Marcus Aurelius, last of the Five Good Emperors journaled relentlessly, reminding himself that you have power to control your reactions to the events in your life. Circumstances do not define you; your reactions to those circumstances do. “You’re better off not giving the small things more time than they deserve,” he remarked. This evergreen advice speaks directly to our generation. We procrastinate and put off DECIDING what our PRIORITIES are, and then wonder why we never realize our dreams. We take ZERO action, preferring to complain about the small things. Silent, Imperfect action will get you closer to the goal. The Good Emperor puts this more plainly than I’ve ever read elsewhere, “If it’s endurable, endure it. Stop complaining.” More than simply not sweating the small stuff. Sort out what REALLY matters to you, create priorities, and then focus relentlessly on THOSE things. The small things should fall to the bottom of the list and be ignored. Forget about haters, copiers, unkind people, unfavorable circumstances, and GRIND… Every.F’n.Day. Check out Mel Robbins on YouTube. Start by searching “Why Motivation is Garbage”, and then read her book The 5 Second Rule (book). Or…Do nothing. It’s your life, if you choose it.
Watch this YouTube video and try not to be inspired.
I’m not affiliated with the Be Inspired team, but my goodness, this compilation of motivational speeches hits on so many levels. I’ve read and listened to a number of these speakers and thinkers and authors already, but as a cohesive whole, the sum is greater than the parts. Former Navy SEAL Jocko Willink, author of Extreme Ownership, says at 12:52 “Take Ownership! Take Extreme Ownership. Don’t make excuses. Don’t blame any other person or any other thing. Get control of your ego. Take ownership of everything in your world. The good AND the bad. Take ownership of your mistakes, take ownership of your shortfalls, your problems, and the solutions that will get those problems solved. Take ownership of your mission, of your job, of your team, of your future, AND TAKE OWNERSHIP OF YOUR LIFE!”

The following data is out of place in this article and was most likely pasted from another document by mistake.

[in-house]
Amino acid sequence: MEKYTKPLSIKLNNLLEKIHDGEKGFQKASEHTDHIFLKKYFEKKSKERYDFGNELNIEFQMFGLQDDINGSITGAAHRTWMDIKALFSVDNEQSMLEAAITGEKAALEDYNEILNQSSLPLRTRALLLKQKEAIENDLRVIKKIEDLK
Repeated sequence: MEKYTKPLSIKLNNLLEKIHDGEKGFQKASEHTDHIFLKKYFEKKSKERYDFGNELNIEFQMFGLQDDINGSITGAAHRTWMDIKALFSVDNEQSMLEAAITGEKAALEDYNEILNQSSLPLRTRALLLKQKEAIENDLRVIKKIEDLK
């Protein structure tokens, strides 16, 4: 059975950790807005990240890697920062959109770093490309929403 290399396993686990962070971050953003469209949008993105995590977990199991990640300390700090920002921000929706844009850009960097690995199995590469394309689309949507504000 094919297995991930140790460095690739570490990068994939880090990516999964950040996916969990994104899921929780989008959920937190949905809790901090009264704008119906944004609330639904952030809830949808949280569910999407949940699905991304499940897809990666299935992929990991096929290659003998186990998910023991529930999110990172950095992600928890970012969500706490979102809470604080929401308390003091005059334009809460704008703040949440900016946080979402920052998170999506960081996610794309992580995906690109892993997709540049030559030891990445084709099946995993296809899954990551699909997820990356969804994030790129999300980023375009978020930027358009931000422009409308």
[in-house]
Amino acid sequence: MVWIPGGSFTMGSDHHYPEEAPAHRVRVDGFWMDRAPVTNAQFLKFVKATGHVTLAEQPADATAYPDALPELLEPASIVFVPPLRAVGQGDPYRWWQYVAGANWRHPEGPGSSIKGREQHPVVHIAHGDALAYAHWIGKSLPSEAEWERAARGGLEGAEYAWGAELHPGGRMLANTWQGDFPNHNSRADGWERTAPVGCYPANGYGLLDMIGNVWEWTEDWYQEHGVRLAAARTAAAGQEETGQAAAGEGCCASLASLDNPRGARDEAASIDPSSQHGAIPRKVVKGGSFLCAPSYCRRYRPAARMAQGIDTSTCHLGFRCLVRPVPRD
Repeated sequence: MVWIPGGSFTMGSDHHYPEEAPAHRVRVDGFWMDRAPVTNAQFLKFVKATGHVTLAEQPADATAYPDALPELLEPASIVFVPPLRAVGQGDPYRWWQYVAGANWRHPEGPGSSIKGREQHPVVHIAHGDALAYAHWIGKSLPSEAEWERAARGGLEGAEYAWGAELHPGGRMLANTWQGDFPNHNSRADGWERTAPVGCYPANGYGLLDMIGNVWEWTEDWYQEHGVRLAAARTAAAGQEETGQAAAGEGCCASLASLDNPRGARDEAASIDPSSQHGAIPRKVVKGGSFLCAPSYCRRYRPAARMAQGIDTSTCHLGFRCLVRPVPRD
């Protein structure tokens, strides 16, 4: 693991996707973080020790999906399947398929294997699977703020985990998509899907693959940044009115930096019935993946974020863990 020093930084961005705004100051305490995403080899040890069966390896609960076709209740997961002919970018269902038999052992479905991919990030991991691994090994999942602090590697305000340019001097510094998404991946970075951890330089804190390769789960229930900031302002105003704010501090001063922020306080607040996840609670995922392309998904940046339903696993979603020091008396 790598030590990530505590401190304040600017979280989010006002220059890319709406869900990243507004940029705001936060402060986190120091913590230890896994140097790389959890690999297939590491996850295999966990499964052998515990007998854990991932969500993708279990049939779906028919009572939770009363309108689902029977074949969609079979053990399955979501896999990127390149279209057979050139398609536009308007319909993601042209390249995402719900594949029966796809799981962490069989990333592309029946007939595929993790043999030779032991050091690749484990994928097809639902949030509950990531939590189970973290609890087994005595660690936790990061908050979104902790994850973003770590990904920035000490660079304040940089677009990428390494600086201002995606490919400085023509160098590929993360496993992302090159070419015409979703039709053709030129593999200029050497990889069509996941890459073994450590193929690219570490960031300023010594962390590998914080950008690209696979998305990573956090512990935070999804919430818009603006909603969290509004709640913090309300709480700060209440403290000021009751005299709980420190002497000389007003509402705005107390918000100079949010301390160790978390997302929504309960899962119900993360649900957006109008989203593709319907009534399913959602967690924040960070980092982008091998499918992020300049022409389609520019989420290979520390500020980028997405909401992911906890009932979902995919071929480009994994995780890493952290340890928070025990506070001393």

You have 5 seconds. If you don’t decide to do this HERE and NOW, your brain will make an excuse to keep you where you are, where it’s safe, where you don’t have to change. Fuck that. Take ownership, right now in a real tangible way.
Stop. Take a deep breath. Hold it. Let go.
Did you feel it? The space between those two breaths?
That quiet stillness was yours. You owned it.
Maybe the rest of your day was pure chaos, but you owned that moment. And guess what? You can do that at any time you choose.
Choose to do it more often. This is just the beginning…
Do you ever catch yourself getting mad at inanimate objects for NOT doing what you WANT them to do? You plant a flower, and you expect it will grow into the most Instagram-worthy version of itself, instantaneously, and with little-to-no more effort on your part.
We’ve become accustomed to instant gratification, and the monster gets worse and worse as we expect more and more. Seamless integration in coverage, touchless EVERYTHING in the bathroom, and on and on. Something isn’t working? Turn it off, then turn it back on, should be fixed just like that.
This is not a rant against modernity.
But we MUST realize that this digital, technical, modern life of ours has blurred our expectations when it comes to nature, to humanity, to relationships. and to life itself. We can not bring the same “get fixed quick” Turn it Off/On approach to the garden with any level of success.
“When a flower doesn’t bloom, you fix the environment in which it grows, not the flower.” – Alexander den Heijer
Too often we assume there is a problem with the flower, and we need to troubleshoot in order to fix it. In reality, we need to clear the air of the poison that is suffocating it. If anything, we need to check on the quality and strength of the connections (the roots, the leaves) Do they all have access to the levels of nutrients and care that they need in order to thrive? Do we actually feed the damn thing once in a while, and give it the life-sustaining drink of cool water it desperately needs? We need to talk to it, to offer it companionship…and then…give it some space to grow. We can’t will it to grow, stand watch and cheer it on “grow, grow, grow” because as well meaning as that seems, we’re creating a shadow and blocking the sun.
Nature has an incredible way of self-organizing, and optimizing. Watch a houseplant orient itself toward the sun over time, and stretch toward the open window as if for a breath of fresh air.